I think the number 1 thing that makes us stronger is love. Sometimes even just the memory of love. When I was at my bottom, the thing that really pulled me through was that I realized so much of the negative feelings I had inside of myself, so much of that grief, or of that sense of ‘I can`t live’ or ‘I`m messed up’ had to do with just how much I loved my mom. And that ended up being an awakening: wow, grief is actually about love. So here again we have this ugly thing that is actually a beautiful thing. Grief is ugly, and yet we wouldn`t be grieving as fiercely as we do, if we didn’t love that person. Grief is only about love. Remembering that was really powerful to me, also remembering the love my mother had for me. Thinking I have to make good on this. That`s another thing my mother used to say that drove me crazy: “We aren’t poor, we`re rich in love.” My whole life I have been rich in love. And part of it was that I reached for it. Even in the hardest times I have always sought connections, and consolation from other people─sometimes in the form of people who are long dead, people who wrote books or poems or essay that I carried around in my purse because they spoke truth to me. That manifested itself as love in books.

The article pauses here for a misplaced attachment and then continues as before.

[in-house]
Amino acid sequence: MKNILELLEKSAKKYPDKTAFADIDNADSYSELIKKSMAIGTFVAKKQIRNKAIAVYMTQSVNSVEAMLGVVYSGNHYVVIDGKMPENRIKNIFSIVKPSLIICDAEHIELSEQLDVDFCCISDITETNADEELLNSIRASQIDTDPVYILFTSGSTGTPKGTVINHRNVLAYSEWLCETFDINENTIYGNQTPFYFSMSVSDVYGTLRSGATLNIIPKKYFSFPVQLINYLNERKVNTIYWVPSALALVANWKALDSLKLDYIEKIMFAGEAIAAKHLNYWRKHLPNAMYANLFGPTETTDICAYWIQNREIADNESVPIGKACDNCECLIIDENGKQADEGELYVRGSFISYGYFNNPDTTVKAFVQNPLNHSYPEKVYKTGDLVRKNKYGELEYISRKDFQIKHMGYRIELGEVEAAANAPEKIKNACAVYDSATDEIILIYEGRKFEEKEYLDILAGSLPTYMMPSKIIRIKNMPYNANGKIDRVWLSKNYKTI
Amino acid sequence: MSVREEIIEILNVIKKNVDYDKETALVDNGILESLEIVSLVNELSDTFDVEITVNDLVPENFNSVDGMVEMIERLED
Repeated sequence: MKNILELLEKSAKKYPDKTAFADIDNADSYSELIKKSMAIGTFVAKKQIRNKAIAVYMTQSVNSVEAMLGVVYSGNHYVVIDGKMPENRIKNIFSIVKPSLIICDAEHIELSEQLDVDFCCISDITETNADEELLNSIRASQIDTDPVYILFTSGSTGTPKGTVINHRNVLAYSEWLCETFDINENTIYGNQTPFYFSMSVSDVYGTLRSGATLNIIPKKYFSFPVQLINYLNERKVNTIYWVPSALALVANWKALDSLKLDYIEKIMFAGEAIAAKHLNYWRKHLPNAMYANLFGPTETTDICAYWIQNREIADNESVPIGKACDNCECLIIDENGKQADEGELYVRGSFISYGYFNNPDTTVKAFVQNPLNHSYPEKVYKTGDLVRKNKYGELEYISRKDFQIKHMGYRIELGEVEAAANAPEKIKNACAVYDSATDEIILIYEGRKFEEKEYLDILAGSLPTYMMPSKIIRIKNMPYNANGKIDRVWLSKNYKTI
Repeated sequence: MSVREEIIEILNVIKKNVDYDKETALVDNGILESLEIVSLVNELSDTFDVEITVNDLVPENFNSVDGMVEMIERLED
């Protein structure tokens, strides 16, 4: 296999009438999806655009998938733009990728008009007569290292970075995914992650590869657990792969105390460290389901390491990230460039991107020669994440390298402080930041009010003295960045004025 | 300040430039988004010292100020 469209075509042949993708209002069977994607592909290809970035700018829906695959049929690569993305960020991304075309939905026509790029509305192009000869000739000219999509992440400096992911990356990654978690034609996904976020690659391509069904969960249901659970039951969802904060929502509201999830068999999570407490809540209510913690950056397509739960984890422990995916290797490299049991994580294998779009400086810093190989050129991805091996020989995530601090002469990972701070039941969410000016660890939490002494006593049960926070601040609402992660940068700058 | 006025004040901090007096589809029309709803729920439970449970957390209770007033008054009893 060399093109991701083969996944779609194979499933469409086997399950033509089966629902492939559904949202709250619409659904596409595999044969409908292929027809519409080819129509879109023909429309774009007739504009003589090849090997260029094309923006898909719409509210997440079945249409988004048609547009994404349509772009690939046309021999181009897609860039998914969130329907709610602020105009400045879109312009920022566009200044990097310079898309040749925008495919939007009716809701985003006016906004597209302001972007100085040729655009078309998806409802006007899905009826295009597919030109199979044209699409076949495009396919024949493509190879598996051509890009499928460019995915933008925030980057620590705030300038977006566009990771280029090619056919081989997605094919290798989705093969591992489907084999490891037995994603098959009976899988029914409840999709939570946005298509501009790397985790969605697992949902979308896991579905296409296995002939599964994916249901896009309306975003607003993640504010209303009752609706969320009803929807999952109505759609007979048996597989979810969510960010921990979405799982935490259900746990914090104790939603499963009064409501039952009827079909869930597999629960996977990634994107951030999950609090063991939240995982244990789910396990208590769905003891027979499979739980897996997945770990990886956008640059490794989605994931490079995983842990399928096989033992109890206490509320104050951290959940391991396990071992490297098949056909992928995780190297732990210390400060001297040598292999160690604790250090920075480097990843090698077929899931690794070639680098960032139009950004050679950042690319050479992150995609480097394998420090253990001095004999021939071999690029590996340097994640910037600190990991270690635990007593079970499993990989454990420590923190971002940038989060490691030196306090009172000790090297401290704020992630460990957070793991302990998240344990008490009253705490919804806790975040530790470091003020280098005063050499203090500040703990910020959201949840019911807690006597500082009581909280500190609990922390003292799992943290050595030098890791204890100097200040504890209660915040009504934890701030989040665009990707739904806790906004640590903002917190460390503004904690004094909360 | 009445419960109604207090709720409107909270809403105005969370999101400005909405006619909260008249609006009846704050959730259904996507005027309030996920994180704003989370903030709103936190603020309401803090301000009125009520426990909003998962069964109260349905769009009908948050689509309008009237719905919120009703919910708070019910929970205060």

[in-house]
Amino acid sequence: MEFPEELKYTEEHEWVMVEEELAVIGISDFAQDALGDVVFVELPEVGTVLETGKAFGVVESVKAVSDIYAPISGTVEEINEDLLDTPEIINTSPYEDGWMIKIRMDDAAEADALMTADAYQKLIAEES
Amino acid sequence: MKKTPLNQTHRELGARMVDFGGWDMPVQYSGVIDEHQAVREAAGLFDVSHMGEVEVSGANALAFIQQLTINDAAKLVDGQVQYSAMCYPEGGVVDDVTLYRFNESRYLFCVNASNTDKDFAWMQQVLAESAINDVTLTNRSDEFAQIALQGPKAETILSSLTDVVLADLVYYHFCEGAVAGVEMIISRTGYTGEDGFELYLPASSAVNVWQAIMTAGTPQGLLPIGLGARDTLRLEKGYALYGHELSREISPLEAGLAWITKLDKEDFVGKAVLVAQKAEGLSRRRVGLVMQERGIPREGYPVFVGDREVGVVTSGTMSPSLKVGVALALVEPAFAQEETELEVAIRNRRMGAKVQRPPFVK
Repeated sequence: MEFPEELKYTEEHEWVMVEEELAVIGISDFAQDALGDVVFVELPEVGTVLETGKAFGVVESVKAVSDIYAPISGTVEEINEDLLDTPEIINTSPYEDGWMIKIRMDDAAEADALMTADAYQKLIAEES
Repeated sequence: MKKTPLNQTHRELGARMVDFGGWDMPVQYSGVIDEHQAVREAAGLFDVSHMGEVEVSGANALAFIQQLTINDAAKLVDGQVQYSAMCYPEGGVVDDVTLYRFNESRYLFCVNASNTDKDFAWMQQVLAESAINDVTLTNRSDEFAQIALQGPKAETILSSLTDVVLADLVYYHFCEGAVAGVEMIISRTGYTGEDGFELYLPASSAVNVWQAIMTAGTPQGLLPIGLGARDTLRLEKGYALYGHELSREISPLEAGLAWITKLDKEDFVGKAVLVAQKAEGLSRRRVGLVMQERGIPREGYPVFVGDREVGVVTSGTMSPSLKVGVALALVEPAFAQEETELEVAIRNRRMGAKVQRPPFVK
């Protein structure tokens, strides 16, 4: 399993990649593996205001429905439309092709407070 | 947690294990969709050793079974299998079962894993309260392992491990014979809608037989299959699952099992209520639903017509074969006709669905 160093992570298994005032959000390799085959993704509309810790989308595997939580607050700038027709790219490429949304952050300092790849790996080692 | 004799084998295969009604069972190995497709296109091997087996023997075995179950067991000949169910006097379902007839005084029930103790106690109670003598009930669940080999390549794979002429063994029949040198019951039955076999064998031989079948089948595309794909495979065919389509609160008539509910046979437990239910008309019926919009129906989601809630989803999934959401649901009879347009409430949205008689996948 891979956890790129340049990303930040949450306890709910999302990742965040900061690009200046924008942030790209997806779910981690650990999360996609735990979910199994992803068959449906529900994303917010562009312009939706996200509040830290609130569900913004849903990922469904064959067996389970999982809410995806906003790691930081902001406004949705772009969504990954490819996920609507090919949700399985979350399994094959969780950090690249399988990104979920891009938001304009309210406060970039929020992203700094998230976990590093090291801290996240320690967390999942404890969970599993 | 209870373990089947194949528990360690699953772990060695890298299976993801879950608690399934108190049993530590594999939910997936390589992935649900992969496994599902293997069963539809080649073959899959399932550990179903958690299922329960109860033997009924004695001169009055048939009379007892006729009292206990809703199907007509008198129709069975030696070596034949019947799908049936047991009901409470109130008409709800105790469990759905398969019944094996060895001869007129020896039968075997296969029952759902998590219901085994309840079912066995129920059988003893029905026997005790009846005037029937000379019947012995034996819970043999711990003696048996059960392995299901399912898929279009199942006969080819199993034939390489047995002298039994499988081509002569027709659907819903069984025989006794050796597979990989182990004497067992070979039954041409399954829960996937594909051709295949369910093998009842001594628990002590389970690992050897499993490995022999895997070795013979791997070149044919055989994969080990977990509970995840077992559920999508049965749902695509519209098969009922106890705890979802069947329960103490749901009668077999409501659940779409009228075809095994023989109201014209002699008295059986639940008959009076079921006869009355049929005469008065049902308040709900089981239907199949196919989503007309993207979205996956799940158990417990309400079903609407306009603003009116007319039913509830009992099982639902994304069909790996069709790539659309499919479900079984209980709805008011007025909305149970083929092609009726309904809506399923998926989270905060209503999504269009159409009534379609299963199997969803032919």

Your mom was also such a beautiful example of, as you describe it, an “unbending spirit”, because though she experienced a lot of violence, she did not give up.

Absolutely. My mom was this optimist and such a powerful force in my life. When I asked her about my father who was abusive, she would never speak ill of him. She spoke of him in either neutral or positive terms, but not in a way that was glossing over things either. This idea of complexity, that you can have ugliness and beauty right next to each other, and in fact, you almost always do, right? Her very essence, her very way was a guiding light to me. We do have to reach for love is another way of saying, “Put yourself in the way of beauty.”

Michaela Haas, PhD, is the author of Bouncing Forward: Transforming Bad Breaks into Breakthroughs (Atria/Enliven, 2015) and Dakini Power (Shambhala, 2013). Find more inspiring interviews about resilience and posttraumatic growth on www.MichaelaHaas.com, www.facebook.com/MichaelaHaasPhD, and Twitter @MichaelaHaas!

Cheryl Strayed. Photo copyright: Joni Kabana
Michaela Haas

Award-winning author, reporter & editor. Focused on solutions. Author of Bouncing Forward & Dakini Power. www.michaelahaas.com